Vitamin K Deficiency
Long-term use of antibiotics kills off the bacteria in the intestines that manufacture the vitamin. This can lead to a deficiency, especially if coupled with a diet that doesn't provide enough vitamin K.
Use of mineral oil or medications such as cholestyramine to lower blood cholesterol can interfere with vitamin K absorption. With extended use, this can lead to a deficiency.
Newborn babies, especially those born prematurely, are born with little vitamin K. For the first couple of days after birth, the baby's intestinal tract has no bacteria to make the vitamin. Moreover, the primary source of a baby's nutrition -- milk -- is not a good source of vitamin K. Because the lack of vitamin K could lead to bleeding problems, babies are given a vitamin K supplement within the first couple of days after birth.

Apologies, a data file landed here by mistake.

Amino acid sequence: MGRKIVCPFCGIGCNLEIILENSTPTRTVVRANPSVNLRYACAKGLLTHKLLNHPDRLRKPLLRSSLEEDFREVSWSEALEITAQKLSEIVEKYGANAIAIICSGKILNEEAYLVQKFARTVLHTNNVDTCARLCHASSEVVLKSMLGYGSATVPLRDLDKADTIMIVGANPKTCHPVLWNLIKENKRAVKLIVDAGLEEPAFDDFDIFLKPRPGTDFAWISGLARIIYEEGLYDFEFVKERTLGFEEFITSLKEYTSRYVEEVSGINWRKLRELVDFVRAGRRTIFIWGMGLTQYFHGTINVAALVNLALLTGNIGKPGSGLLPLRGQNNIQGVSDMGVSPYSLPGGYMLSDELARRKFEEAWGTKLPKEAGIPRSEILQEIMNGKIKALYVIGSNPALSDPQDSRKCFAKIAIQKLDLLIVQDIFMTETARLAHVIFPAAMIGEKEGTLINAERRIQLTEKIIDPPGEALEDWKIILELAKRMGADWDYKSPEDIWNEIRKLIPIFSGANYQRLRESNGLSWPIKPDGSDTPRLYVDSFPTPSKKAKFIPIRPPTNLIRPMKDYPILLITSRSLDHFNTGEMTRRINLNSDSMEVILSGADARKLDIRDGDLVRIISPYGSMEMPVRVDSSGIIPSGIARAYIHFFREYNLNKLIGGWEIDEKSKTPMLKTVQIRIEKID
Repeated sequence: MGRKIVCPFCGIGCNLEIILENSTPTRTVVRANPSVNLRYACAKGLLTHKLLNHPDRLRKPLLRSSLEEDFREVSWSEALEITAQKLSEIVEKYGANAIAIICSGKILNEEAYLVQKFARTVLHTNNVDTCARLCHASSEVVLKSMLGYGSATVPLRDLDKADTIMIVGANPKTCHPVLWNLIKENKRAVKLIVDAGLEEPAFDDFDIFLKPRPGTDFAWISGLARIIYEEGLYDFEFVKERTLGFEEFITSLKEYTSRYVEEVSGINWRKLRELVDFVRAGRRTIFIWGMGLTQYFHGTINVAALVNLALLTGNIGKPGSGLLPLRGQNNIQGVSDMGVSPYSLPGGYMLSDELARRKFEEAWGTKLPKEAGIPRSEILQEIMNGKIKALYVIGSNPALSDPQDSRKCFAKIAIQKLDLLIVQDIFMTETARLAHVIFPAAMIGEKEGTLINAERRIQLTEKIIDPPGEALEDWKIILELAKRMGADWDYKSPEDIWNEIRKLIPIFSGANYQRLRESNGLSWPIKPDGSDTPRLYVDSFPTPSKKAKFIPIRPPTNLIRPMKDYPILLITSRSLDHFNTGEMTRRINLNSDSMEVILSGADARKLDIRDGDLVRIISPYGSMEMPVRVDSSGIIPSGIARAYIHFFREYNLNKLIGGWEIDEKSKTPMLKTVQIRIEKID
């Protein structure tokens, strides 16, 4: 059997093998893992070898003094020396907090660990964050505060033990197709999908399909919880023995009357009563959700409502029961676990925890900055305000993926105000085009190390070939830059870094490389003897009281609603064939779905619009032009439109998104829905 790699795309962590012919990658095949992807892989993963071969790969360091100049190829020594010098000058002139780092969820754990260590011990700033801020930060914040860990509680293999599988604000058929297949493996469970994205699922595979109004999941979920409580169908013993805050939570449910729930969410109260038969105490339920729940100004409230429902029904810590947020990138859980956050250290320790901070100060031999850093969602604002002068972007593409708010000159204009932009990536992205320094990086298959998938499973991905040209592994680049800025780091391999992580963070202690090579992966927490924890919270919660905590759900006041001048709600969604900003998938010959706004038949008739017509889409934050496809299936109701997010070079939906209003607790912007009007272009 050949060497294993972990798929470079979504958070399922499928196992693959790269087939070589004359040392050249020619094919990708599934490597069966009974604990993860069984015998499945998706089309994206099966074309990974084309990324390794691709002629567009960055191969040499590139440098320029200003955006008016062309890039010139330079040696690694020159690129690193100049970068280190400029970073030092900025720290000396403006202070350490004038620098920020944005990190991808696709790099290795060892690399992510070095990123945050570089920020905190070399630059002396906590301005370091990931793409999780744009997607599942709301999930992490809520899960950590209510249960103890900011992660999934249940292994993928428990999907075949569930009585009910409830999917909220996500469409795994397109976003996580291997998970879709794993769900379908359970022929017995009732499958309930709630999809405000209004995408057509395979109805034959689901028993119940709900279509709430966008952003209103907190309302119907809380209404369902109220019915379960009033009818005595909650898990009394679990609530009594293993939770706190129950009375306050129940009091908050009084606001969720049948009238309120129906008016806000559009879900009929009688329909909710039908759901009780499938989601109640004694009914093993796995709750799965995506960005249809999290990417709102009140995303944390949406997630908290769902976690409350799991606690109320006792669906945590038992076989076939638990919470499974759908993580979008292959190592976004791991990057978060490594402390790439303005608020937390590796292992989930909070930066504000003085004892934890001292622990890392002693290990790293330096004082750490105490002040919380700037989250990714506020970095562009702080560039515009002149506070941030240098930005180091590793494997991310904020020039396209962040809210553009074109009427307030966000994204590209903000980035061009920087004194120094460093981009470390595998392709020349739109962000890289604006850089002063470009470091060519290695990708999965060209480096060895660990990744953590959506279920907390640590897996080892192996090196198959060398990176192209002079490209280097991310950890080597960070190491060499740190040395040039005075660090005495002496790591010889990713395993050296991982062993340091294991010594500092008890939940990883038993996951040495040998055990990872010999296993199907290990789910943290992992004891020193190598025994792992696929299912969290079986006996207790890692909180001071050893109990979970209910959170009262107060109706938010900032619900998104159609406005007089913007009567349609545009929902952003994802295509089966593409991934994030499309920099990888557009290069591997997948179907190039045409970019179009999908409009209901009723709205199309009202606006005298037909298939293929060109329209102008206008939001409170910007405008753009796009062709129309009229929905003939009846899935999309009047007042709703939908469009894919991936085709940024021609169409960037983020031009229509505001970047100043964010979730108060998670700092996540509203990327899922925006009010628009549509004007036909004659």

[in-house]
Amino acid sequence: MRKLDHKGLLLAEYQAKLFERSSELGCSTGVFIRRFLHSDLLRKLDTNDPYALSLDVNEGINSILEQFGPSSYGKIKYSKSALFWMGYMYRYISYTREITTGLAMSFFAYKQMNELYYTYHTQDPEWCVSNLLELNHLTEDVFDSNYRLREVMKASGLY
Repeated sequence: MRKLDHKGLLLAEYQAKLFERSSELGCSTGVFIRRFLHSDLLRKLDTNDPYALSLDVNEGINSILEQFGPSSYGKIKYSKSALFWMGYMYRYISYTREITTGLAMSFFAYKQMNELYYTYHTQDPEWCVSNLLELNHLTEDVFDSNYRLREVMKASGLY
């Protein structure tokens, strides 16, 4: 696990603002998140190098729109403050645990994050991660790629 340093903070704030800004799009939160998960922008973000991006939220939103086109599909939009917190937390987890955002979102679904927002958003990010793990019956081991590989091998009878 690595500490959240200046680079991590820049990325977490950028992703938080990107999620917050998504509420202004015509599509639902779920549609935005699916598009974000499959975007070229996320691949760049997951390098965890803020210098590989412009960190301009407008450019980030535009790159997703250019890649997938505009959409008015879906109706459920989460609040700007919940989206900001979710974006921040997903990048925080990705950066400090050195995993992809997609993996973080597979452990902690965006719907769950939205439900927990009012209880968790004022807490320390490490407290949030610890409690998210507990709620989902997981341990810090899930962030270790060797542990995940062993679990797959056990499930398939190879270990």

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Newborns are given vitamin K after birth, when their intestinal
tract has no bacteria to create the vitamin.
- Vitamin A is the vitamin found in carrots that improves eyesight. Learn more about this key vitamin in How Vitamin A Works.
- Vitamin B3, also called niacin, assists other substances in the conversion of protein, carbohydrate and fat into energy. Learn more in How Vitamin B3 Works.
- How Vitamin C Works will show you how this vitamin can strengthen your immune system.
- Discovered only about 60 years ago, Biotin assists in several metabolic reactions. Learn more about it in How Biotin Works.
- Vitamin B12 has a a chemical structure much more complex than that of any other vitamin. Learn about this vitamin How Vitamin B12 Works.
- To learn about the many vitamins in our diet, how much you should be eating, and where to find them, go to our general Vitamins page.
- Find the best prices on vitamin K supplements.